I’m starting to appreciate the diversity found in Asian Pacific Islander communities. When I say “diversity”, I mean more than just racial and ethnic diversity, but diversity in opinions, viewpoints, and experiences. People usually see disagreements and conflicts in a negative light, but after my first few days interning at the Office of Congresswoman Judy Chu and learning more about the Chinese American community with CAUSE, I’m seeing them as a potential opportunity for progress.
I was very inspired by the panel hosted by Chinese American Citizens Alliance because all the speakers were passionate about furthering the growth of their communities in different ways. Having supported A.B. 1726, the Accounting for Health and Education in API Demographics bill, by poster-making, outreaching, pushing college students to go to the Capitol, I really appreciated Garvey School Districts Boardmember Henry Lo’s words about advocating for data disaggregation.
The API identity is treated as a monolith, but that does the people no justice because it does not cover the broad range of background and experiences that API community members have. I understand that, currently, community members are visibly split upon the issue, but I am not afraid to have a conversation about it. With that, I am really looking forward to speaking to the author of the bill, Assemblymember Rob Bonta.
In addition to leaders who are unafraid to put pressing issues on the table, I also admire leaders who are beholden to no one else but their constituents. However, the general understanding is that those leaders are rare. During lunch with the rest of the CLA interns, Mayor Pro Tem Polly Low, City of Rosemead, talked to us about her experience in getting into politics. She emphasized that she was asked to run by her community, not for selfish reasons of ambition or power. I also admired how she juggled work, leadership, and raising a family. During our meeting, Mayor Pro Tem Low commented, “Best politicians are the ones not running for re-election.”
While interning at a political office, I’m witnessing that there are abundant, never-ending deadlines and there is immense pressure t to complete every task well. Juggling deadlines is very different from school because, in an office, there is a whole team that depends on you to meet those deadlines. Mayor Pro Tem Low seemed to effortlessly balance all her duties while remaining cheerful.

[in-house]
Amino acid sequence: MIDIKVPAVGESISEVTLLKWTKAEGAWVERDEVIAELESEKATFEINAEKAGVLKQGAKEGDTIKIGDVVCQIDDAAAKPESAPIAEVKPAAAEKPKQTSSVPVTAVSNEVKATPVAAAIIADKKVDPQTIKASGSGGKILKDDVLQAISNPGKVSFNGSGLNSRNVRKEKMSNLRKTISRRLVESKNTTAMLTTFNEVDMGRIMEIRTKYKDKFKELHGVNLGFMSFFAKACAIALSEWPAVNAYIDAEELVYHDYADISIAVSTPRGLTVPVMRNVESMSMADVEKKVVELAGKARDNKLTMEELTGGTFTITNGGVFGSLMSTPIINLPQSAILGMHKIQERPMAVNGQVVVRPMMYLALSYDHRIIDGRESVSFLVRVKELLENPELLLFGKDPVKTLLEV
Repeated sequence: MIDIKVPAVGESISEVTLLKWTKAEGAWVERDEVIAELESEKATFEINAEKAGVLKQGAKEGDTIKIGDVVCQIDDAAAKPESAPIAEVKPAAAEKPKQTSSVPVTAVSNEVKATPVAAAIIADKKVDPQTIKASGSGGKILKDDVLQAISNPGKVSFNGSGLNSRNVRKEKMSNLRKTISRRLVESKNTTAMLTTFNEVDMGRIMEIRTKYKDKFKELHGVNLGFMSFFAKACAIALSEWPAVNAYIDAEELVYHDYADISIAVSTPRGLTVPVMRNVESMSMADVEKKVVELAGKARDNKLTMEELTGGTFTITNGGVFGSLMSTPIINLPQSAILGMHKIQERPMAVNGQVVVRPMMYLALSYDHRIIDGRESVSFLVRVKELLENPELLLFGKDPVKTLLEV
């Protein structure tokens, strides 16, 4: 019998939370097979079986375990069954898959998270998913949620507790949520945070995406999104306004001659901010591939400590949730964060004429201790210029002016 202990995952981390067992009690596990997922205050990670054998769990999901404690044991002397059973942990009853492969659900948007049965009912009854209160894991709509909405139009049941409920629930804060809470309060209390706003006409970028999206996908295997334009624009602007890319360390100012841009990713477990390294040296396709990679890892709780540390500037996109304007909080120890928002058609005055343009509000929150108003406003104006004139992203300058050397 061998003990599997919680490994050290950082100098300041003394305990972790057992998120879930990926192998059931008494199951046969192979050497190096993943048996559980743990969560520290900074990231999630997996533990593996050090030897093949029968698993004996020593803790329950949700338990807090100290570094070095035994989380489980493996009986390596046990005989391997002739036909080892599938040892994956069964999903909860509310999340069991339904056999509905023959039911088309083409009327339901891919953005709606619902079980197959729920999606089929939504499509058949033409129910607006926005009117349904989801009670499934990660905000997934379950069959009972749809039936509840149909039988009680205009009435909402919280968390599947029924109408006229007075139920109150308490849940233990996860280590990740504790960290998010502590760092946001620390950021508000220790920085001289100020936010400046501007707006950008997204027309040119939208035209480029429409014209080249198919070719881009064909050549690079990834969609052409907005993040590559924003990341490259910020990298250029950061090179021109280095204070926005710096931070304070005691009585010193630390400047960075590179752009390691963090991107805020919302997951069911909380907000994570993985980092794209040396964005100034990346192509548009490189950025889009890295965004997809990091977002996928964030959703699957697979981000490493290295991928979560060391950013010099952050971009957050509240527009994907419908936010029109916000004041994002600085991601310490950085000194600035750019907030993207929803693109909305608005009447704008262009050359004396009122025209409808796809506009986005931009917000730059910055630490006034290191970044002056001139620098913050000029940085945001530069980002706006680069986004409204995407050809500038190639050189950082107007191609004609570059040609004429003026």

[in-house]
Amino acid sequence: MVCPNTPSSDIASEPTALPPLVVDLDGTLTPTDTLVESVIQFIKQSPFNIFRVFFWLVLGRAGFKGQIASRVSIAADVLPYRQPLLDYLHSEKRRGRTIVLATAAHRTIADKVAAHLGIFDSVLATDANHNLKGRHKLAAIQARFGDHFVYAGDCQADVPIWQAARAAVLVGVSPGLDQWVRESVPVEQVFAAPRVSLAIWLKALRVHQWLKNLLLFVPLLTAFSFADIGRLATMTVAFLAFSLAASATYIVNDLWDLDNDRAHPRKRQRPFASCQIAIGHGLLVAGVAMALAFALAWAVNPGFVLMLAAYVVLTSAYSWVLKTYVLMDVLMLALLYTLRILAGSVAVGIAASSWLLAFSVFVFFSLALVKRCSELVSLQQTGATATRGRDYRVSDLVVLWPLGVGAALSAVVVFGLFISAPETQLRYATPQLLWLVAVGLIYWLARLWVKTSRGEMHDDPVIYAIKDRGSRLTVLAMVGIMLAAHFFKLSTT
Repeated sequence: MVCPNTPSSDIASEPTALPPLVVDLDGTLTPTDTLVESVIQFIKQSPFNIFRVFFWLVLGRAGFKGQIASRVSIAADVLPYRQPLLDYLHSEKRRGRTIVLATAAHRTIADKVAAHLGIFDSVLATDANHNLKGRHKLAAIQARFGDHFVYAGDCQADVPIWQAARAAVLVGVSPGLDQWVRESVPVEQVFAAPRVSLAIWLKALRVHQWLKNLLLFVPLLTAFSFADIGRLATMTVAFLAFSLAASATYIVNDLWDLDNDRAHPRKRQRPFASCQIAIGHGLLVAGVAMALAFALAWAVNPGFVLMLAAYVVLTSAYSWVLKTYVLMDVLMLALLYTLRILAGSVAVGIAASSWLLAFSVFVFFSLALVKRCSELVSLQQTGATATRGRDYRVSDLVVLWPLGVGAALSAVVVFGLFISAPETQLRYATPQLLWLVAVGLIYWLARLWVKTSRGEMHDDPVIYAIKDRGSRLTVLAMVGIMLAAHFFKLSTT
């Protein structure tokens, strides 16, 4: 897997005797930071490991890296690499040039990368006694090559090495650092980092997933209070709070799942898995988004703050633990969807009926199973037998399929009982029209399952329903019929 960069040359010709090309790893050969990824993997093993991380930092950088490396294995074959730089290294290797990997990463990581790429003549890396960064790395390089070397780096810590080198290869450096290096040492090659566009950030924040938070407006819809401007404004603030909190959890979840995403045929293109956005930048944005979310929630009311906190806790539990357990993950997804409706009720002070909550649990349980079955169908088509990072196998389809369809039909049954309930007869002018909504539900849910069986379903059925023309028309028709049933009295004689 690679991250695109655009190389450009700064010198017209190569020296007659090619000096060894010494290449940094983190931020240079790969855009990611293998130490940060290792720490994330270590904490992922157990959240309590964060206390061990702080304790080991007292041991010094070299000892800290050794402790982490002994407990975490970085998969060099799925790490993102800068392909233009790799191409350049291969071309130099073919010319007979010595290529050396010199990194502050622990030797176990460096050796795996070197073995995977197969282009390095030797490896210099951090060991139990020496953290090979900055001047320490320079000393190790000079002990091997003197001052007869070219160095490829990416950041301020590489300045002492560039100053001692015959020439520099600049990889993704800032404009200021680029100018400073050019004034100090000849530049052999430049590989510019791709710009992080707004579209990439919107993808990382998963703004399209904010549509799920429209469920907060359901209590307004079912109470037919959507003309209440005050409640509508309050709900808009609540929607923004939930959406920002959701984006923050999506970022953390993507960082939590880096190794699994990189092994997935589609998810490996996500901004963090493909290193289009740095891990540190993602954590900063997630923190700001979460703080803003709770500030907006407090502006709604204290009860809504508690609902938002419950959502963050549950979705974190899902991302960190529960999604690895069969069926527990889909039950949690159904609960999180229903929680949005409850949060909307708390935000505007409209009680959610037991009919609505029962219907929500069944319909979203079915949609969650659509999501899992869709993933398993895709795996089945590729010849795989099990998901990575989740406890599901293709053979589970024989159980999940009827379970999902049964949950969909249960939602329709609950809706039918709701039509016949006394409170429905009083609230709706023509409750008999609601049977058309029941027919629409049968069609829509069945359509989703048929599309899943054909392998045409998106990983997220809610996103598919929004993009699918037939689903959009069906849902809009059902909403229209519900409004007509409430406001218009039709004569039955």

I really admire women in leadership, and although there seemed to be a lot of women in leadership when I was at UC Davis, there aren’t a lot of women in leadership in the outside world. On Tuesday, I had the wonderful opportunity of attending the honorary dinner of Deputy Chief Innovation Officer Nadine Lee of the Los Angeles County Metropolitan Transportation Authority (Metro), and it is remarkable to see an engineer who is a woman, lead an office that is purported to do groundbreaking work in transportation. It is even more remarkable considering that the Los Angeles region is lacking in infrastructure and convenient, efficient public transportation. She shared excitingly, “Keep your eyes peeled [this Thursday]… Big things are going to happen for public transportation.”
I am one of those constituents who prefer not to drive in LA, and I thought I was definitely in the minority until I met other CLA interns who shared similar sentiments. I didn’t know there were so many college students who preferred to take public transportation to get to school or work, if it were timelier. Moving forward, I’m excited to see what ideas Metro will be working on and how Los Angeles can be transformed to make all parts of the city more accessible and equitable for all residents.
Lastly, I was trained in speaking to constituent matters over the phone recently. There are so many different opinions to be heard. Especially because Congresswoman Chu participated in the House gun control legislation sit-in this past Wednesday and Thursday, our office has been getting a lot of calls—and I would have to say that it was busy and exciting. There were many who were in support, but also many who were vocally opposed. However, listening to both sides was a different experience from reading internet forum comments. I heard them as human voices.